On the fourth day of the COP15 conference, it entered what we might call its melodramatic phase, with various parties wanting to make points as strongly as possible. If you follow anything day-to-day – like, say, the health care bill – you know that up can become down very quickly and then back to up just as quickly. (Soap operas, speaking of melodrama, rest on this principle, but even they have a basis, however tenuous, in real life.)
Most importantly, the Ad-hoc Working Group on Long-Term Cooperative Action, the negotiators charged with producing a final document, has released a draft agreement indicating some key goals. The Washington Post has the details:
The Cutajar draft [Michael Zammit Cutajar is chairman of the group] stipulates that the world should seek to keep global temperatures from rising beyond a ceiling of either 2.7 or 3.6 degrees Fahrenheit above pre-industrial levels. It offers several possible targets developed countries could use for cutting their greenhouse gas emissions by 2020, compared to 1990 levels: by a range of 25 to 40 percent; by 30 percent; by 40 percent; or by 45 percent. The draft also says that major developing countries should cut their carbon output by between 15 and 30 percent in the same period, compared to business as usual.
This is, so to speak, the end of the beginning:
Now a whole new round of lobbying will begin: the conference's Danish host may unveil their own revised proposal Saturday.
Revised, no doubt, because of the item just below this one. And the story mentions a group of island nations that has issued its own document. Read the whole story for more.
Lumumba Stanislaus Di-Aping, the negotiator for the G77, a collection of 134 developing nations, walked out of the conference:
‘Things are not going well,’ he said after walking out from an hour-long negotiation. ‘It’s very problematic that there’s a different agenda running alongside the official UN process,’ Di-Aping told Politiken newspaper.
When asked to elaborate on those comments, he said:
’Your prime minister has chosen to protect the rich countries, and that’s not ok,’ referring to Denmark’s Lars Løkke Rasmussen.
This likely refers to the leaked Danish document that Di-Aping thinks too heavily favors developed nations. He’s stuck around anyway, so we’re not sure why he chose this moment to leave. Will he return? Tune in tomorrow.
Protesters get a taste of Danish hospitality:
Danish police last night raided a climate campaigners' accommodation centre in Copenhagen, detaining 200 activists and seizing items including paint bombs and shields which they claimed could be used for acts of civil disobedience.
Now, note that the government provided this space to advocates, so the police knew exactly where to find them. Hint to advocates: don’t accept gifts from a host government.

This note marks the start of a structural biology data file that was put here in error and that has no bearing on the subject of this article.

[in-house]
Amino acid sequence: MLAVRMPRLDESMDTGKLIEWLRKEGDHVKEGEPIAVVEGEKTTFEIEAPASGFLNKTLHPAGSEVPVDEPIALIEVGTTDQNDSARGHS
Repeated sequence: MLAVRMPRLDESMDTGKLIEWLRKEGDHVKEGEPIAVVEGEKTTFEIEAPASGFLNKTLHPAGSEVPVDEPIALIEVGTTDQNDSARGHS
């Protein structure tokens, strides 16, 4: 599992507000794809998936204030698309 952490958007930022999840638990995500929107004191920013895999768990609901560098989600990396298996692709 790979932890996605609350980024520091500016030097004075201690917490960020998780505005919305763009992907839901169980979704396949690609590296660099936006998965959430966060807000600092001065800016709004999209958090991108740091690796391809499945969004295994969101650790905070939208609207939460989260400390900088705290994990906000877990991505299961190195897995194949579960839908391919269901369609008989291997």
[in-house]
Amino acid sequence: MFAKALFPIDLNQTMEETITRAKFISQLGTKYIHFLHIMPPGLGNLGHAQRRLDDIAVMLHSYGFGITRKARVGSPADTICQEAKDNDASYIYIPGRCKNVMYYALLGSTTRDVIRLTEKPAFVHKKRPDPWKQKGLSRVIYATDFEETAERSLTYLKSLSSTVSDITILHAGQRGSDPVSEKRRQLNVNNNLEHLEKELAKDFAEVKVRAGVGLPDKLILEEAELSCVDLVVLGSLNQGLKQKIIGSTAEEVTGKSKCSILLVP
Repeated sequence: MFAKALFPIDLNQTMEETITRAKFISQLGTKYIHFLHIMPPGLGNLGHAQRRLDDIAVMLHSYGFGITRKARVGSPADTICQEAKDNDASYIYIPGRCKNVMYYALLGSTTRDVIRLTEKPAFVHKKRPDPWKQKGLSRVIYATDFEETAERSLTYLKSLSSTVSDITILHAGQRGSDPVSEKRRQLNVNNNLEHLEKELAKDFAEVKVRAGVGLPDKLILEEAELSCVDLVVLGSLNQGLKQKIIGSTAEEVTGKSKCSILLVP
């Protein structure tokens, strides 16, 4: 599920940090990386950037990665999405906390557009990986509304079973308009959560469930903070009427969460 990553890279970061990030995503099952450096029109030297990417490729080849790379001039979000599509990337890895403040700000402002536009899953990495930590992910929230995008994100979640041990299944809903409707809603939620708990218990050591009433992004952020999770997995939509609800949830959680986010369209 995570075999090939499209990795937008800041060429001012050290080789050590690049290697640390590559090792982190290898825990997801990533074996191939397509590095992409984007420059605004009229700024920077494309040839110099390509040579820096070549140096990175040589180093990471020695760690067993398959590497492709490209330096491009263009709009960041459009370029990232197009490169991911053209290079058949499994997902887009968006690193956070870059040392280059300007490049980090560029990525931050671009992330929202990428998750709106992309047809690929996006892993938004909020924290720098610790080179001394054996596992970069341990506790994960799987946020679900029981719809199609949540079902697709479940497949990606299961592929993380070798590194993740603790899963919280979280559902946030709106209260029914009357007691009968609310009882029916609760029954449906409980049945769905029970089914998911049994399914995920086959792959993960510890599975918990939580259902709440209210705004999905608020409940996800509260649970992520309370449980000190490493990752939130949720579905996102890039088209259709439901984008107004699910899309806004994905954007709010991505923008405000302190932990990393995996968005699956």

Here’s what’s coming:
Activists estimate that between 30,000-40,000 protesters may arrive over the next couple of weeks. Hundreds of small-scale actions are planned, and three large-scale peaceful protests are also due to take place on Saturday, Sunday, and Wednesday.
Police have said that although they will facilitate peaceful protest, they fear that an international extremist network may come to Copenhagen to join the peaceful protests then break away to commit acts of violence.
That “international extremist network” can cover a lot of ground if you want to cover it – and police can certainly take a expansionist tack. If Denmark wanted to host this conference, and it did, wiser to take a light hand with the attendees – all the attendees.
Interior Secretary Ken Salazar is at COP15:
“Carbon pollution is putting our world and our way of life in peril,” Ken Salazar warned in his keynote address. “The places we love; the resources on which we rely; the peoples of the world who are most vulnerable, are all at risk if we do not act.”
Well, almost anybody at the conference could have said that. Salazar has a special brief though. Since wind and solar energy benefit from huge tracts of land, Interior has a role in allocating that land and ensuring a balance is found between energy needs and, um, human needs.
“These renewable energy resources hold great economic promise; by one estimate, if the US fully pursues its potential for wind energy on land and offshore, wind can generate as much as 20% of our electricity by 2030 and create a quarter-million jobs in the process,” he explains. “It's a win-win: good for the environment, great for the economy.”
Not bad, though it sounds a bit DOE-ish to us. Here’s a little more:
During his trip to Copenhagen, Salazar toured the Middelgrunden wind farm and announced that his department’s Minerals Management Service will establish a new regional office next year to support renewable energy development on the Outer Continental Shelf off the Atlantic seaboard.
Hmmm! Maybe Salazar did speak on land use issues and it wasn’t reported, but we would expect that Interior wouldn’t lead with all the ways it can fill up the land and sea with stuff. Maybe it is just the nature of the beast – this is the place to tout what Salazar is touting – as we generally have no beef with Interior.
Michael Zammit-Cutajar. He’s Maltese, for the record – we were curious about his last name.